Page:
How Fabinho struck the right notes to lead Liverpool’s rhythm section

Barry Glendenning on 9 November 2019

Of all the stellar contributions Roberto Firmino has made to Liverpool’s success under Jürgen Klopp, perhaps the most invaluable came on an occasion he was on international duty. Renowned for his unselfishness, the modest Brazilian, who once claimed: “I would even play in goal if it helped the team,” could scarcely have done more to help the collective cause than persuade one of his compatriots to join the club. “Fabinho spoke to me when we played at the national team,” he recalled. “Later on he had a good chat with me about Liverpool and immediately I pressed the buttons.”

And how. The correct combination entered, a £43m move from Monaco was agreed in May 2018, Fabinho choosing Liverpool over Manchester United and Arsenal, among other suitors. “Bobby played an important role in me coming here,” he revealed. “I’d spoken to him about what it is like at the club and what the city is like, as well as good areas to live.” His recruitment work done, Agent Firmino was free to focus on his own game while Liverpool’s coaching staff set about whipping the new acquisition into shape.

A product of the Fluminense youth team, Fabinho made his name at Monaco during a run to the 2017 Champions League semi-finals masterminded by Leonardo Jardim. Originally a right-back, he was sent on loan to the French club from the Portuguese side Rio Ave, having spent a season farmed out to Real Madrid, for whom he made one 24-minute cameo under José Mourinho. It was Jardim who transformed the Brazilian, who is now 26, into a defensive midfielder, albeit a reluctant one.

Having been asked to play in the position a handful of times before signing a contract extension with Monaco, he inquired of his agent if it was possible to have a clause inserted that dictated he had to be deployed in his preferred position at one end of a flat back four. It was not.

Having monitored his progress for some time, Liverpool approached him in February 2018 and a deal to bring Fabinho to Anfield was signed, sealed and delivered in less than three months. Announced two days after the Reds’ defeat in the Champions League final at the hands of Real Madrid, it was seen as a statement of intent by Klopp.

The German described his new acquisition – brought in to replace the Juventus-bound Emre Can – as “not only a fantastic player, someone who is an equally fantastic person”. In his first interview for Liverpool’s in-house TV station, he trotted out comments that sounded like the usual bland platitudes but have since proved commendably prophetic. “I will work very hard for him and I am sure I will improve a lot under his leadership,” he said on being asked about his new manager.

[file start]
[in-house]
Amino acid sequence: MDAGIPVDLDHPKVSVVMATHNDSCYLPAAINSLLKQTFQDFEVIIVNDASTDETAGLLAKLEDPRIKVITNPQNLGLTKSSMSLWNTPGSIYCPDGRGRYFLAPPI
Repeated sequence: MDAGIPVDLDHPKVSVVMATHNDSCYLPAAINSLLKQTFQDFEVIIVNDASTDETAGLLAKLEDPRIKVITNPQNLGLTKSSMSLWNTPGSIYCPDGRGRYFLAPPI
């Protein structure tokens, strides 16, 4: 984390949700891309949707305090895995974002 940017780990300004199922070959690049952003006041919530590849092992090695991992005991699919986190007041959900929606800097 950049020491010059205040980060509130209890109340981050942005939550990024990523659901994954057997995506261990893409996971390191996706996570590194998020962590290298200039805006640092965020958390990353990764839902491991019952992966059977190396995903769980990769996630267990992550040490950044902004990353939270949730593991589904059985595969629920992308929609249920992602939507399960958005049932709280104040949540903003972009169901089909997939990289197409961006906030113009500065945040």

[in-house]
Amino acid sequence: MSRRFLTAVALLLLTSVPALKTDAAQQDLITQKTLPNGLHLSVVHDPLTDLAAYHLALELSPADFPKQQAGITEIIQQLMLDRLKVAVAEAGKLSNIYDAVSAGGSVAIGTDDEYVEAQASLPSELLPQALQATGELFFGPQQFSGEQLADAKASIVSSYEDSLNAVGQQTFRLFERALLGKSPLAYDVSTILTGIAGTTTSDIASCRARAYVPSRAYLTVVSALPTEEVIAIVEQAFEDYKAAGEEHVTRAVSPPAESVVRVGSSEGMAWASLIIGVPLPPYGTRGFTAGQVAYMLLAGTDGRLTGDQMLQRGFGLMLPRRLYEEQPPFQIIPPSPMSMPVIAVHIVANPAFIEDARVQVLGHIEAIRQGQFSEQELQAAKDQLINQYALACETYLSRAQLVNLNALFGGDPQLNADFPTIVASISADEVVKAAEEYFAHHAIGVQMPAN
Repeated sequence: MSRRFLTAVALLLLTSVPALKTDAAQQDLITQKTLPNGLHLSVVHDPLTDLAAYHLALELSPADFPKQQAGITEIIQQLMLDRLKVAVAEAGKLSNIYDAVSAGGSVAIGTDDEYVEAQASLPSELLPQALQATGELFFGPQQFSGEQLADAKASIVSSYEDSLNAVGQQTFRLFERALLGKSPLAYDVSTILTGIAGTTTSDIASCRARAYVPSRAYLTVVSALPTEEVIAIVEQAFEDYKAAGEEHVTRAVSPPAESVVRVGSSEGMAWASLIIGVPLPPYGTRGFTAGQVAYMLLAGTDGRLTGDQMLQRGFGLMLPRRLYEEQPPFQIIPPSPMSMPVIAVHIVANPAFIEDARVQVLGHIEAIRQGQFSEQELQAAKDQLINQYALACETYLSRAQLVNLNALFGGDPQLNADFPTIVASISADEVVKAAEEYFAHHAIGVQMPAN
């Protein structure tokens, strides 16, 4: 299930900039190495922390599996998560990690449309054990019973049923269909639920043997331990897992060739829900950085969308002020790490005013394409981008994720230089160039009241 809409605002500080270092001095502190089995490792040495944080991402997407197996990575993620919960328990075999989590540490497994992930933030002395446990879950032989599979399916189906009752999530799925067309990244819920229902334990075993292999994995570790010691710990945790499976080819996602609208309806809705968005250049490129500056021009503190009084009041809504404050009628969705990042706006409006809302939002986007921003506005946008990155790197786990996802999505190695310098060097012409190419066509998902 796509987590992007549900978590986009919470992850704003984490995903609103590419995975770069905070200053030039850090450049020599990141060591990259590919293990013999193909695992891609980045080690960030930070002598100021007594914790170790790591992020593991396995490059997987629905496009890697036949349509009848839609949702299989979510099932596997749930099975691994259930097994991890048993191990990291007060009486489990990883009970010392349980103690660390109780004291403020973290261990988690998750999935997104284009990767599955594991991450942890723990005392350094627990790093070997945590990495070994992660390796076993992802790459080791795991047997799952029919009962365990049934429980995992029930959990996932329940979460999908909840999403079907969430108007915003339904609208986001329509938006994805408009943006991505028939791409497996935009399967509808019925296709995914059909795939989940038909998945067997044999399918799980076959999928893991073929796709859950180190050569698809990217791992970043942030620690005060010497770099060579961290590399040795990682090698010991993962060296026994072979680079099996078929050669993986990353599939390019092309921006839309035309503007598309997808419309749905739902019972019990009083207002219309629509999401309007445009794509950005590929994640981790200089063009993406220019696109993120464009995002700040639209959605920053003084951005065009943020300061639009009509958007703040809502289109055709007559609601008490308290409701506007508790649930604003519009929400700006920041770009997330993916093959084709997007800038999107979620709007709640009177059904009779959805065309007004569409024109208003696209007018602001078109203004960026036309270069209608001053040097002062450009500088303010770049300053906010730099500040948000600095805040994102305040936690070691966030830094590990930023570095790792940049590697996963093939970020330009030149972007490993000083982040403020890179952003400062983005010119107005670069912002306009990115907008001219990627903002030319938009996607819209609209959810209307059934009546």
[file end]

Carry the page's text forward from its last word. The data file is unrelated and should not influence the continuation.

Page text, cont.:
Roberto Firmino (left) helped Liverpool recruit Fabinho, his fellow Brazilian.
Roberto Firmino (left) helped Liverpool recruit Fabinho, his fellow Brazilian. Photograph: Nick Taylor/Liverpool FC/Liverpool FC via Getty Images

For all their excitement at seeing their club move so swiftly for Fabinho, Liverpool’s fans were forced to wait until mid-October for him to make his bow in the muck and bullets of the Premier League. It followed a couple of fleeting getting-to-know-you appearances in the Champions League and one start in the Carabao Cup, rewards for his strict adherence to a long training regime tailored to help him become attuned to the demands required of a regular performer in the tight rhythm section that is such an integral part of Klopp’s famously raucous heavy-metal football jam.

“In the beginning I needed to be patient,” he said. “I constantly looked to learn from my coaches and the players who had been playing here longer. I also think it was important that there were players from my country here who helped me to communicate.” As well as Firmino, there was Allison, who had joined at the same time.

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Finding his feet was a gradual process but since doing so Fabinho’s contribution to the cause can scarcely be overstated. Liverpool have not lost any of the 30 Premier League games he has started after becoming the first player to make the club’s holding midfielder role his own since Javier Mascherano more than a decade ago. Tall and rangy, cool and elegant, his ability to cover ground, win possession and use it wisely is considered so imperative that he was left out of the Liverpool team that laboured to victory over Aston Villa last Saturday, as he was just one yellow card away from having to sit out the City game. It was a sensible decision by Klopp, albeit one that would have been used as a stick with which to beat him were it not for Sadio Mané’s late, late intervention at Villa Park.

After a slow but steady rise to a position where he has become almost irreplaceable, Fabinho has been described by Liverpool’s assistant manager, Pepijn Lijnders, as being “like a lighthouse inside the organised chaos that we want”. Assuming Fabinho once again stands tall and helps his more attack-minded teammates to navigate their way around him, there is every chance the reigning Premier League champions will founder on the Anfield rocks.

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